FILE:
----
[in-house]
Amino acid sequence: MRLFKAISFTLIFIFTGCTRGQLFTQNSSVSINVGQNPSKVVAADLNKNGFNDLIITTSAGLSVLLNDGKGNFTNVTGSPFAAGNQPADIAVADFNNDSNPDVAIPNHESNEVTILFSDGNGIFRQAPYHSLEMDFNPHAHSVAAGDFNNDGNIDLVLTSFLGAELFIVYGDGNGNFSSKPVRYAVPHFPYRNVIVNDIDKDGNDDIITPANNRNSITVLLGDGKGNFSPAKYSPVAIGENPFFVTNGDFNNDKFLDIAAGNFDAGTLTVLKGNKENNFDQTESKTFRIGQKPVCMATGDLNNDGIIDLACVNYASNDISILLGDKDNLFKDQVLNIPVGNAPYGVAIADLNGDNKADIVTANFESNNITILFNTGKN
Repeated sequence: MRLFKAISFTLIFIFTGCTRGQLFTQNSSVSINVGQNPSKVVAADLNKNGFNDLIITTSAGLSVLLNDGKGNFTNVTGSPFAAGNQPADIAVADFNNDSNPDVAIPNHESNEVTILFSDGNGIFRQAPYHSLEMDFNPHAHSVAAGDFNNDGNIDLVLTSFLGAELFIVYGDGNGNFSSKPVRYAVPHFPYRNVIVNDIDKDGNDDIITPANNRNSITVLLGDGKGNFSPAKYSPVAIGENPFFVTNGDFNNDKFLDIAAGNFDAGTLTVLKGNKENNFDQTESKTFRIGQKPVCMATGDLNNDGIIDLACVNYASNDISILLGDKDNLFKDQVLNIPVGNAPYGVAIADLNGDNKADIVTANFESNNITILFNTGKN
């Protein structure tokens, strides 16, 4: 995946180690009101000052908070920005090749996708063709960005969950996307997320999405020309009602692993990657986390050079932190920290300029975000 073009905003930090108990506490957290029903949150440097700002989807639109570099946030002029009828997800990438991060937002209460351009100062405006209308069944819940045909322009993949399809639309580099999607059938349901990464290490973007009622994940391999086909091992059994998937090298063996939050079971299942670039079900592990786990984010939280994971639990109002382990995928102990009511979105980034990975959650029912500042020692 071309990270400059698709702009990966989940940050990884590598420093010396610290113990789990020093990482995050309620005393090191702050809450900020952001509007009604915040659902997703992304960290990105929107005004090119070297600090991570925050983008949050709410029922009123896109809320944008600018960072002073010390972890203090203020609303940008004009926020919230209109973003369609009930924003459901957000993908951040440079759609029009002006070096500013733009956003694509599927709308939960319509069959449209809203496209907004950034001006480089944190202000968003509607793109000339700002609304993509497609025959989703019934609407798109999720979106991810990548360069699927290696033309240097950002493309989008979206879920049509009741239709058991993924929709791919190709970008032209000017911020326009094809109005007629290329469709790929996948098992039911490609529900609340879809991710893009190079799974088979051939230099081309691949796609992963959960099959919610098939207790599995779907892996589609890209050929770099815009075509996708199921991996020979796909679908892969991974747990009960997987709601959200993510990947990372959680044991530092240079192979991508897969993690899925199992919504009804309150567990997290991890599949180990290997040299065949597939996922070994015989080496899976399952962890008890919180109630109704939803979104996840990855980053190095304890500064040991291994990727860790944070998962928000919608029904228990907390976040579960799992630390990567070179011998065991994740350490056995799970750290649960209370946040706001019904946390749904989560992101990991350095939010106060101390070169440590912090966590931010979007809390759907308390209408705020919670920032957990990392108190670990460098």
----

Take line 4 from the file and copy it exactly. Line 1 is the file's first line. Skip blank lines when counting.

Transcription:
């Protein structure tokens, strides 16, 4: 995946180690009101000052908070920005090749996708063709960005969950996307997320999405020309009602692993990657986390050079932190920290300029975000 073009905003930090108990506490957290029903949150440097700002989807639109570099946030002029009828997800990438991060937002209460351009100062405006209308069944819940045909322009993949399809639309580099999607059938349901990464290490973007009622994940391999086909091992059994998937090298063996939050079971299942670039079900592990786990984010939280994971639990109002382990995928102990009511979105980034990975959650029912500042020692 071309990270400059698709702009990966989940940050990884590598420093010396610290113990789990020093990482995050309620005393090191702050809450900020952001509007009604915040659902997703992304960290990105929107005004090119070297600090991570925050983008949050709410029922009123896109809320944008600018960072002073010390972890203090203020609303940008004009926020919230209109973003369609009930924003459901957000993908951040440079759609029009002006070096500013733009956003694509599927709308939960319509069959449209809203496209907004950034001006480089944190202000968003509607793109000339700002609304993509497609025959989703019934609407798109999720979106991810990548360069699927290696033309240097950002493309989008979206879920049509009741239709058991993924929709791919190709970008032209000017911020326009094809109005007629290329469709790929996948098992039911490609529900609340879809991710893009190079799974088979051939230099081309691949796609992963959960099959919610098939207790599995779907892996589609890209050929770099815009075509996708199921991996020979796909679908892969991974747990009960997987709601959200993510990947990372959680044991530092240079192979991508897969993690899925199992919504009804309150567990997290991890599949180990290997040299065949597939996922070994015989080496899976399952962890008890919180109630109704939803979104996840990855980053190095304890500064040991291994990727860790944070998962928000919608029904228990907390976040579960799992630390990567070179011998065991994740350490056995799970750290649960209370946040706001019904946390749904989560992101990991350095939010106060101390070169440590912090966590931010979007809390759907308390209408705020919670920032957990990392108190670990460098």